3. …To the Dambusters tune. 45 minutes with the odd interruption and no real problems. I remember an old girlfriend telling me a joke. She was meant to ask the question: what’s the difference between Bing Crosby and Walt Disney? The answer would then be ‘Bing sings but Walt Disney”. Unfortunately the question she asked was : what’s the difference between Bing Crosby and Dean Martin? I biffed DIS with a smile on my face so it was a good enough joke as told to be remembered 40 years later. Bremner, Charlton and Hunter were coming to the end of their cultured footballing careers around about then. I knew SUTTON HOO well enough not to have to struggle with the anagram. LOI the brilliant TRUANT which I’ll make COD by a short head from THATCHERITE. Thank you B and setter.
    1. That reminds me of my sister’s version of the old cheetah joke when we were kids: why don’t they play cards in the jungle? Because there are too many lions.
      1. Good Lord, I’ve been laboring under a proverbial all these years. Wikipedia does say that “The borrowed Greek name Pluto is sometimes used for the ruler of the dead in Latin literature, leading some mythology handbooks to assert misleadingly that Pluto was the Roman counterpart of Hades.”
  4. I enjoyed this puzzle which took me 35:09. My LOI, ORIFLAMME, from wordplay only, as with DIS. Unlike Jack, it took me ages to see CHIPOLATA. CARROLL was my FOI. Liked CYBORG, but would prefer not to be assimilated, or maybe I am already with my prosthetic knee:-) Thanks setter and Bruce.
  5. My print out says 24, so had no problems with this one, although I do remember wincing at CAR ROLL and wondering about BUM in 9a, or LUMPINESS.
    1. Bum seems fine to me. A bum knee is what you have before you replace it with a prosthetic!
  6. 49:34. FOI 11ac. Held up a fair bit at the end by LOI 20dn. Biffed 24ac without seeing the LBW. It helped that I had seen oriflamme in a recent TLS crossword. Liked 4dn but COD 13dn.
  7. A mere 49:19 so pretty good for me.

    SHEET and DIS went in without really understanding them. ORIFLAMME was remembered from one or other of the French chateaux we visited this summer.

    COD 1a after I finally stopped trying to do something with CLUB.

    Many thanks for the blog, although I think you’ve got an extraneous O in your parsing of 8d? Isn’t it just “nothing but” for ONLY?

  8. 13:31. I don’t remember much about this one, so I guess it was an event-free solve. Certainly no unknowns: I even knew ORIFLAMME from somewhere.
  9. A relief after yesterday’s struggle. Fairly straightforward with no unknowns. LOI 20d – a brilliant clue which had me looking for a musician or a sportsman. 23 minutes. Ann
  10. Never heard of a bus sandwich, so I saw the Carroll pieces but their connection seemed a little vague. That became a problem when I crossed Magicam with Mus. Magicam works, but Mus (I knew a usage meaning ‘Mr’ or ‘master’) isn’t really either a father or half of mouse, and Pluto is unaccounted for. Still I reasoned, if we could be a little lax with cars and busses, why not with mice too.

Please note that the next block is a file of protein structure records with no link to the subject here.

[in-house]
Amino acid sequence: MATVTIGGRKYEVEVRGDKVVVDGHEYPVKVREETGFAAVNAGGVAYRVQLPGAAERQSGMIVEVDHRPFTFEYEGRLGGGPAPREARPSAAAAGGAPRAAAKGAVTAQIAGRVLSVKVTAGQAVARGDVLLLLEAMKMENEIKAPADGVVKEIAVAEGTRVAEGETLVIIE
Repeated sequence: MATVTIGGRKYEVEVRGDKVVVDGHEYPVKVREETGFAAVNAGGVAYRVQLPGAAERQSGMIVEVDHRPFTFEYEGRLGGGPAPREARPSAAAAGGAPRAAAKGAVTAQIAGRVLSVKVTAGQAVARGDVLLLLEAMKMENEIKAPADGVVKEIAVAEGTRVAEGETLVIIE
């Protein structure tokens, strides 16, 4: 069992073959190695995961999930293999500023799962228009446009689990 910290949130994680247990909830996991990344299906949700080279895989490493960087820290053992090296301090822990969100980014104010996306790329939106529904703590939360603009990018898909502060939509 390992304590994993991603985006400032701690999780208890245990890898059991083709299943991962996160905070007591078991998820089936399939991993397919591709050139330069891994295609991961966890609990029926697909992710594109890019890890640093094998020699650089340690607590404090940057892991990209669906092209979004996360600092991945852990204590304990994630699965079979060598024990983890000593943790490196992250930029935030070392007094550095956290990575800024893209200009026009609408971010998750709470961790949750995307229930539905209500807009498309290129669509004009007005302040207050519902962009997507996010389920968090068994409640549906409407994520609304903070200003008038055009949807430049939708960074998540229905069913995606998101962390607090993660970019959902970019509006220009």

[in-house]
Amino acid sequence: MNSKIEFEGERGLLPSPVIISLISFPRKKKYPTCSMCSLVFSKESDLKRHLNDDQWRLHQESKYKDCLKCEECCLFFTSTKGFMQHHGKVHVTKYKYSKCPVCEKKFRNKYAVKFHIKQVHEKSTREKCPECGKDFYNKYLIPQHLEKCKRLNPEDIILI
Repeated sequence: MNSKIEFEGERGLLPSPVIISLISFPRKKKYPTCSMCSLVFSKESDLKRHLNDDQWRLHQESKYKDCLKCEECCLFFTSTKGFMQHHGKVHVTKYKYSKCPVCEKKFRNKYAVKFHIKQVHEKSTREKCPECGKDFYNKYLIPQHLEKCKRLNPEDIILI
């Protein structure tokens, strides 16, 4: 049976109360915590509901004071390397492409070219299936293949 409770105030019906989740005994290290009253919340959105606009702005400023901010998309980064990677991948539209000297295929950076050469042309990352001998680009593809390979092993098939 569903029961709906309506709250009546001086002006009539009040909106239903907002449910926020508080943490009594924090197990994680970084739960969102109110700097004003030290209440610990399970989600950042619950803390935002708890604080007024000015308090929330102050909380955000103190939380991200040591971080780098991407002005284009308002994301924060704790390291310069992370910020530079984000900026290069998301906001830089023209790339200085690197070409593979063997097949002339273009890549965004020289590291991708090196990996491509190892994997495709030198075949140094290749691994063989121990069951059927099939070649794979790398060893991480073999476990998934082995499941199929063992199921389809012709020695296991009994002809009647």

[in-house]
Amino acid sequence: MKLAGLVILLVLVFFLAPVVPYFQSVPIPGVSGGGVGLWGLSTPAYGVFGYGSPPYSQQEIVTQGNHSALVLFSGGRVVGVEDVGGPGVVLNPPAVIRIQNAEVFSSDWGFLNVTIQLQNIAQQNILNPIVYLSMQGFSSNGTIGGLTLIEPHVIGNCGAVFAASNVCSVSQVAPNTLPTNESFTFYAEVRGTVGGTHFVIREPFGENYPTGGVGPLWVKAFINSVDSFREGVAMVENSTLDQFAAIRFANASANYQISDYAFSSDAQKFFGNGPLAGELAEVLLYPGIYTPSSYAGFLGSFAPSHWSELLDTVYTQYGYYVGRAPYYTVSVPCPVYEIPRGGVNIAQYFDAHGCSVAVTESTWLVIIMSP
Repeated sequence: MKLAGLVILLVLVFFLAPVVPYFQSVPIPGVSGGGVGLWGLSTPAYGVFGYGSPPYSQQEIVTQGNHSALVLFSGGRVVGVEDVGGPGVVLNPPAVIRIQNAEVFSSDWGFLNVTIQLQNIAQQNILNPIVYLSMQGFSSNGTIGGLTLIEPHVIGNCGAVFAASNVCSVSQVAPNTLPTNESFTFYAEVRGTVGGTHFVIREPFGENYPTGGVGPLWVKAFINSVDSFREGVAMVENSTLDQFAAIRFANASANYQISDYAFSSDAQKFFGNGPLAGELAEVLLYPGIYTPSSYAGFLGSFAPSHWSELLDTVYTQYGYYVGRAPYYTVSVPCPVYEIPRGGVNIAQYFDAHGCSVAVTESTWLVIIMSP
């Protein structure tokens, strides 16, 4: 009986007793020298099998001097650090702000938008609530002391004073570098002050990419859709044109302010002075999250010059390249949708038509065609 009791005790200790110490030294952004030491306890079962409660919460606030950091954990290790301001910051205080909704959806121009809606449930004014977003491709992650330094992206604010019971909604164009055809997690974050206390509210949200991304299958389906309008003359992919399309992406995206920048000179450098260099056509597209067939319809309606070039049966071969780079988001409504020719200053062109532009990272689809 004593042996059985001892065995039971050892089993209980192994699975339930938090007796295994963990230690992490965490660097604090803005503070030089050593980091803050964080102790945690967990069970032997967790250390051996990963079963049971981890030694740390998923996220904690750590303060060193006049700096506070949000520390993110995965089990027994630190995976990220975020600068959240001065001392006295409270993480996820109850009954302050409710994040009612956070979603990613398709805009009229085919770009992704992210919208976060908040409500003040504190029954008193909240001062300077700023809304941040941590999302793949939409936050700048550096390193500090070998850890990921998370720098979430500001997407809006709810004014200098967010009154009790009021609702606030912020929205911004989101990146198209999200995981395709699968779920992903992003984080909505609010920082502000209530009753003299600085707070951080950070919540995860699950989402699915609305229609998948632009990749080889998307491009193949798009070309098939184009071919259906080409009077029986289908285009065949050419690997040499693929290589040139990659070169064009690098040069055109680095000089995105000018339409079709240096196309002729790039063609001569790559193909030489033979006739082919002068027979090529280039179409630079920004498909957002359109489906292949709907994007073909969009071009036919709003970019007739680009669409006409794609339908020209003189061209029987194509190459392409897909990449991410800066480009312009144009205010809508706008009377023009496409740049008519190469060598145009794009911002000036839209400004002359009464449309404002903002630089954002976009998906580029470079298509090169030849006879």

I liked seeing Oriflamme – one of the facts I learnt reading Sumption’s three volume (and growing) history of the 100 Year’s Wars is that famous as it is, no one really knows what the Oriflamme looked like. Contemporary descriptions are emotional rather than precise, and no one drew a picture.
    Nice blog, nice puzzle.

    Edited at 2017-10-21 05:00 pm (UTC)

  11. 12ac was a good example of not relying on anagram solvers. Thanks very much brnchn for the blog which explained several clues. 44m 59s
  12. Would never have got SUTTON HOO in a month of Sundays without google and checkers COD RO(W)AN.
  13. I thought this a very enjoyable puzzle with just the right level of challenge.
    There were some now familiar friends -drop scones and Tasmaninan Devils- which made it much easier.
    I finished by putting in Dis with fingers crossed; and I could not parse Matinee but it seemed a good guess.
    I was at football yesterday – a splendid game at Molineux -and I recall watching Leeds in their glory days with a friend who supported them. They were a great side. I even knew the words to Blaydon Races … rhyming with ” We’re going down to Elland Road to see Don Revie’s aces.” David
  14. This was 1-Jan puzzle in Hong Kong.
    Straightforward but I had to chekh the spelling of CHEKHOV.
    1A COD. Do setters put the clue they are most proud of in the prestige 1A slot?
    21A CARTRIDGE. Why “originally”?
    15D DROP SCONE again – this is a kind of quasi-&lit. Is there a term for this?
    22D I like “chestnut tree”.
    Thanks to setter and blogger.

    1. The “originally” in the clue means that it’s the first letter that gets changed from a P to a C. How nice that you can find the relevant blog in arrears!! Happy New (Western) New Year.
      1. Thanks for clarification – in my experience the template of “swapping” e.g. APE to ACE does not require specifying the location. Any solver has a decent chance to be able to spot the C in “CARTRIDGE” without further assistance from the setter. Yet maybe it’s about the surface. Nothing costs a hundred for a penny these days, so the “originally” improves the chrome and doesn’t hurt the cryptic part. Happy New Year to you!

        Edited at 2018-01-02 03:51 am (UTC)